 Recent innovations such as catastrophe and resilience bonds offer potential approaches to combining recovery and risk reduction, while green bonds may provide pre-disaster financing under appropriate conditions. 4. The largest barriers for securing adequate resources are: identifying locations where natural infrastructure can play a significant role in flood risk reduction; developing the experience and standards to overcome institutional biases that favor gray infrastructure; and developing institutional arrangements capable of matching available funding with the needs of individual situations.
 To develop new financing, it is critical to develop a body of experience that would expand the existing foundation of natural systems management, risk assessment, and valuation analysis of natural infrastructure, and increase its acceptance and use. The identification of viable projects for naturebased risk reduction is critical for expanding pools of available funds. The identification of specific projects- including the location, the ecosystem restoration methods, the expected benefits, and the regulatory feasibility- will often need to be included in the up-front costs of the development of new financing vehicles.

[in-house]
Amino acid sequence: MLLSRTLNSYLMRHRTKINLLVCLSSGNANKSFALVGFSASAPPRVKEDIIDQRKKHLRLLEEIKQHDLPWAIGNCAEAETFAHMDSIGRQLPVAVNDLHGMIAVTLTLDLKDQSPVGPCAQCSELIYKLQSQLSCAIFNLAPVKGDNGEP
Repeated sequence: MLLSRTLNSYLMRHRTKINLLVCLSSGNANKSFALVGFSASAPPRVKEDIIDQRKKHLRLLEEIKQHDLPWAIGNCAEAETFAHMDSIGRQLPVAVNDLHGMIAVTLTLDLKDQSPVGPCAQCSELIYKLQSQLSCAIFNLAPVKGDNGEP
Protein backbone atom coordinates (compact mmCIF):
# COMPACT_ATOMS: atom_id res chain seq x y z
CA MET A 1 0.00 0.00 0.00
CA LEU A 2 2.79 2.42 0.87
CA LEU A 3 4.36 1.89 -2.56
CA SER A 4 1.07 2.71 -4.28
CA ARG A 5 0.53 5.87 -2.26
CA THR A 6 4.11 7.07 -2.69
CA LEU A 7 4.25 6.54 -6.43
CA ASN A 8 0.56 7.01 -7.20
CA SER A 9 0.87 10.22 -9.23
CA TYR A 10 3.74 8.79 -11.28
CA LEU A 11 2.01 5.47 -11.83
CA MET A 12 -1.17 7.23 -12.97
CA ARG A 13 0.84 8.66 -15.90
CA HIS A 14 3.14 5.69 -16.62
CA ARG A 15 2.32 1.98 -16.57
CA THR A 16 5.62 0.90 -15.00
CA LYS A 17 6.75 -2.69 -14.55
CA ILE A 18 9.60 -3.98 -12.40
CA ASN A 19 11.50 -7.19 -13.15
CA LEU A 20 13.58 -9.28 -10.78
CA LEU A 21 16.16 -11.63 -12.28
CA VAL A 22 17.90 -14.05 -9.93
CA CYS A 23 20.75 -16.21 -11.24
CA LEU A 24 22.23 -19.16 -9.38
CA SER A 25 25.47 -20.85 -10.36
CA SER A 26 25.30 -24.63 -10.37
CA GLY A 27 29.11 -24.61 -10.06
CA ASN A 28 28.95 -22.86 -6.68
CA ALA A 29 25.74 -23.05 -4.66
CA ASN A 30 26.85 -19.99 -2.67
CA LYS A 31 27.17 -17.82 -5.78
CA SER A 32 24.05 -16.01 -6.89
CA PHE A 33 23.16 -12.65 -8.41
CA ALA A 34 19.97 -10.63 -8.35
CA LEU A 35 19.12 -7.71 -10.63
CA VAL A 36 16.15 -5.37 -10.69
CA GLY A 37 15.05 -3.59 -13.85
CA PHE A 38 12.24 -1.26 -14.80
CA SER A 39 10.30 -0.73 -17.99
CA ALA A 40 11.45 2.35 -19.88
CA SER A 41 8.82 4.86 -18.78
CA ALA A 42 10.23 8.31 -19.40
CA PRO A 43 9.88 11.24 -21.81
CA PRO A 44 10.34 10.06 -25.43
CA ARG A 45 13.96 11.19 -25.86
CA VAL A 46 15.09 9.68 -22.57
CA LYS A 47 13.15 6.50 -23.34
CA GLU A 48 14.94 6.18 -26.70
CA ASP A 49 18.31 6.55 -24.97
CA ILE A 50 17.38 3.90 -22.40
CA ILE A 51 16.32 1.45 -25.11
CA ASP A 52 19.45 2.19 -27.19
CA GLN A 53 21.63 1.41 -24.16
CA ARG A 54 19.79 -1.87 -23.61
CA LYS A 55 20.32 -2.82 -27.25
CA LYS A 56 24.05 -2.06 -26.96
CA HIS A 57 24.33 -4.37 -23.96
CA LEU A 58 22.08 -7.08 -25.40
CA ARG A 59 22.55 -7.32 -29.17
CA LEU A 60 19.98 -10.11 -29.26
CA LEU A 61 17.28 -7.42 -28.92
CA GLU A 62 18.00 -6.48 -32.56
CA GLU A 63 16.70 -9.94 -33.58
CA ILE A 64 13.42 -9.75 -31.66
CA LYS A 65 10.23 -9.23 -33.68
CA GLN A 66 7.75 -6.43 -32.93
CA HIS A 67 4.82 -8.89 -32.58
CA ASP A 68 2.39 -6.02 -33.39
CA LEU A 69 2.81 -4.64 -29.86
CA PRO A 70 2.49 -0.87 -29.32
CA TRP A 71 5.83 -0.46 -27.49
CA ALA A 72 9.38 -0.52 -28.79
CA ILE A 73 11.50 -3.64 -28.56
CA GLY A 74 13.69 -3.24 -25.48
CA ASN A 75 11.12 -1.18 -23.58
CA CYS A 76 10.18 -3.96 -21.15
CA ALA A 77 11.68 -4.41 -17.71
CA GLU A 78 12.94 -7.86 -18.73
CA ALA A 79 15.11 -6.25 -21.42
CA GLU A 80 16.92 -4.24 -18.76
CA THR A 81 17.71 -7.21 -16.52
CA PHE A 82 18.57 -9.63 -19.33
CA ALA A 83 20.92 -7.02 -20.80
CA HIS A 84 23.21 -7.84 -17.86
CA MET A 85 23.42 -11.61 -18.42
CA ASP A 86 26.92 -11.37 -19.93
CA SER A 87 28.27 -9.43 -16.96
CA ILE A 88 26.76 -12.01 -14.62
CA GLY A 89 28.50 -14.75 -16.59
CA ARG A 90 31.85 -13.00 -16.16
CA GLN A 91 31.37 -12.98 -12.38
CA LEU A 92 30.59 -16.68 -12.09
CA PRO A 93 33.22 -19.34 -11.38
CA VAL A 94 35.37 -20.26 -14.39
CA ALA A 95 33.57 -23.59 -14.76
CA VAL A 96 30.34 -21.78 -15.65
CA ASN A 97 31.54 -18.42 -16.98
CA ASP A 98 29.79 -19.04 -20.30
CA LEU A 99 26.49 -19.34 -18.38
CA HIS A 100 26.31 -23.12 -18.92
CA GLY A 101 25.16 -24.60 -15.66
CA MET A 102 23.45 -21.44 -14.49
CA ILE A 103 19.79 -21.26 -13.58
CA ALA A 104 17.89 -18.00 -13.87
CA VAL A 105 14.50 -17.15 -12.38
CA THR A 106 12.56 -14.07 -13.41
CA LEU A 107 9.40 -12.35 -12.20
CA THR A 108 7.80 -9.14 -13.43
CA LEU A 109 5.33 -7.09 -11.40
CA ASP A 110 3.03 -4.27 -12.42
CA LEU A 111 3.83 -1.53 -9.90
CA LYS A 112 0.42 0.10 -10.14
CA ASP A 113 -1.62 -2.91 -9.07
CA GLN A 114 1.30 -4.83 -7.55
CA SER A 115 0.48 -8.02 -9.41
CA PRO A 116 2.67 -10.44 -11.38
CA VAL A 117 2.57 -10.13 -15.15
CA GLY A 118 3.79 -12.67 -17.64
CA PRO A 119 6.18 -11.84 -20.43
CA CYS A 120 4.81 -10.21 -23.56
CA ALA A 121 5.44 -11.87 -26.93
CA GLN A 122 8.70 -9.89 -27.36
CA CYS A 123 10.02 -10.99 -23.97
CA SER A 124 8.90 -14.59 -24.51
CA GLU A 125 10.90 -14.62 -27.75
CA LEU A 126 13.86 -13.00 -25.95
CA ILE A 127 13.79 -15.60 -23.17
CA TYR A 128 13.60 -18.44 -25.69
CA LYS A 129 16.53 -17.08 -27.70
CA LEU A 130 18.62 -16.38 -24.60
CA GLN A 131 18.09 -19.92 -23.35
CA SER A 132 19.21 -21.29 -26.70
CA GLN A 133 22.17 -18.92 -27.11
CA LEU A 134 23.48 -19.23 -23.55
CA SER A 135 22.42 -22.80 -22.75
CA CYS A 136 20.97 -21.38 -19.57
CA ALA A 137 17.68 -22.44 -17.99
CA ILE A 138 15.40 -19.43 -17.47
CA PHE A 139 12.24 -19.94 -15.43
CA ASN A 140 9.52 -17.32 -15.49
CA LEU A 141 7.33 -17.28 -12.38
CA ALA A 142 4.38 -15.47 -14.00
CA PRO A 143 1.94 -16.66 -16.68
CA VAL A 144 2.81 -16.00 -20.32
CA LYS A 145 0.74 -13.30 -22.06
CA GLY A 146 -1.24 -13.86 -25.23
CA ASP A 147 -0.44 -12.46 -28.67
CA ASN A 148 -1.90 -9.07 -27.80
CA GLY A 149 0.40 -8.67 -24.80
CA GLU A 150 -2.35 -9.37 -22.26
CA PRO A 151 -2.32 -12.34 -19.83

 Infrastructure banks are an example of institutions that can be structured to match funders with specific needs. These banks can pool the funding needs of different natural infrastructure projects to make them attractive to private capital markets. It will be necessary to create special purpose organizations that can capture the benefits of risk reduction in ways that support market-based finance.